City Wants Cambus Involved in Transit Study


Nick Rohlman

Commuters load and unload buses at the Downtown interchange in Iowa City on Wednesday, Feb. 7, 2018.

ANDY MITCHELL, [email protected]

Iowa City prepares to undergo a substantial study spanning three area bus systems.

The City of Iowa City is considering studying and potentially improving the Iowa City and Coralville transit systems, and the University of Iowa’s Cambus wants to join.

Jim Sayre, the director of UI Parking and Transportation, said his service is interested in collaborating with the city on the study.

“We’re neighbors,” Sayre said. “We work together all the time, we’re transporting each other’s customers around town. We have slightly different missions, but we intersect all over town.”

Cooperation among the area bus systems is ongoing and fluid. Sayre gave a recent example about a group of off-campus students requesting service from Cambus for their part of town. Because the students’ part of town was out of Cambus’ purview, Cambus officials joined Iowa City to find a solution.

“I hope that the study will look at things like that,” Sayre said. “What can we do to support our student and employee neighborhoods that surround campus and do we need to overlap more in one direction or another.”

Sayre described UI and Cambus as a city within a city in terms of mission and the people they serve in comparison to Iowa City and Coralville.

“We serve campus,” Sayre said. “That’s our core mission, to support the students and employees that work on campus. We’re in our own little circle here, and that’s on purpose.”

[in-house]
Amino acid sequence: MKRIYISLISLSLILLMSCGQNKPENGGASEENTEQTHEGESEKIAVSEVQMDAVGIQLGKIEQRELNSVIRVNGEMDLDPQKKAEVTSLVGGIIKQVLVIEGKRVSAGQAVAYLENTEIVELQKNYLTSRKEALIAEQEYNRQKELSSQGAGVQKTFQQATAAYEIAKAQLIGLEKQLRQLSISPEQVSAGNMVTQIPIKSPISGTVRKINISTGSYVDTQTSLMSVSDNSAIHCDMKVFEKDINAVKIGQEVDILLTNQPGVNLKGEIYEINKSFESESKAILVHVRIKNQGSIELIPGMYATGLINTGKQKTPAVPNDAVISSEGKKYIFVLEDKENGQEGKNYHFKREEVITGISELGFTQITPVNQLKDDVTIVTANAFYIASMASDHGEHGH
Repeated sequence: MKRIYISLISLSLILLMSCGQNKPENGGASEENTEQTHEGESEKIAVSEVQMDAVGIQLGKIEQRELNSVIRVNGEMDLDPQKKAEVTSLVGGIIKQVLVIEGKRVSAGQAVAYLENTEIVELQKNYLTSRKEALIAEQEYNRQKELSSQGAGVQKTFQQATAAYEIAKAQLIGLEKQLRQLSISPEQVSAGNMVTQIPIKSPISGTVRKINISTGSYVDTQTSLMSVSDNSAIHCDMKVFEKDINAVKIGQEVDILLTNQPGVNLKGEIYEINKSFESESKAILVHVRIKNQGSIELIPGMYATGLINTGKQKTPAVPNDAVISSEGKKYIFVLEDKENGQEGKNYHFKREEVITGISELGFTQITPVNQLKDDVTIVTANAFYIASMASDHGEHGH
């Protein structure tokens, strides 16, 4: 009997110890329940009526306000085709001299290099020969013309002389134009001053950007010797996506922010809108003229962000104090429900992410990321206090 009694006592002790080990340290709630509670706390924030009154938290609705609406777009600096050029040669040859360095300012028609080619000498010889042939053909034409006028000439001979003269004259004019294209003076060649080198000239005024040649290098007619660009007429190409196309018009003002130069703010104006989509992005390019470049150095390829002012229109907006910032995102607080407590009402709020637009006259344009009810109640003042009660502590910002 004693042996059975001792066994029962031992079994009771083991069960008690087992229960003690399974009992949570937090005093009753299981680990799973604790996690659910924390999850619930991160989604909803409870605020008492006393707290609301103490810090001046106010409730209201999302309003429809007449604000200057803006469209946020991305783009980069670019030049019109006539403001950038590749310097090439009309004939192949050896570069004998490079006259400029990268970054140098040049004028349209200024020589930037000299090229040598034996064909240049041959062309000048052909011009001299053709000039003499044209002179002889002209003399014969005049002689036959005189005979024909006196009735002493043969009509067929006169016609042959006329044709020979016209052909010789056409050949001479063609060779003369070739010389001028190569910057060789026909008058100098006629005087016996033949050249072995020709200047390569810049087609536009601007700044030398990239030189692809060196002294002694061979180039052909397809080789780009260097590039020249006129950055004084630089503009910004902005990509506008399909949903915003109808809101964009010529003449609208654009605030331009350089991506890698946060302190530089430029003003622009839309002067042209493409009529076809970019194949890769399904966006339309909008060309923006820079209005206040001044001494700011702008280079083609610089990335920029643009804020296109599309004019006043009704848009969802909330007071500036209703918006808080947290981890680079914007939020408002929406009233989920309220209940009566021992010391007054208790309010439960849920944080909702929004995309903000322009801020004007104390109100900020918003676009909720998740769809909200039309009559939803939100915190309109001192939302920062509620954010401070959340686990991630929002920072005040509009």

While he said the Cambus, Iowa City, and Coralville systems cooperate well, the Chamber of Commerce would like to improve the experience for commuters.

RELATED: Iowa Transportation Commission approves $600,000 for UI Cambus

“One of the things we’ve heard in the area lately is that people that live here are having a hard time getting to work,” Sayre said.

Ryan Sempf, director of government relations and public policy with the Iowa City Area Chamber of Commerce, said the priority of the study is gathering data and exploring options.

“The most important thing is that we’re not saying there need to be changes,” Sempf said. “There’s just the opportunity to look and see if there can be changes.”

He said he understands why people see the current bus system as seamless enough, but from his perspective, he sees the opportunity for change. His example was seeing the three systems, Iowa City, Coralville, and Cambus running on the same roads and said that he thinks it could be more efficient.

Second-year UI student Kyleakin Helm depends on the bus system to move around Iowa City from her off-campus apartment.

“As it is now, I don’t mind separate routes because it means less time to my destination,” Helm said. “However, it confuses a lot of people on how to use it and which route to take.”

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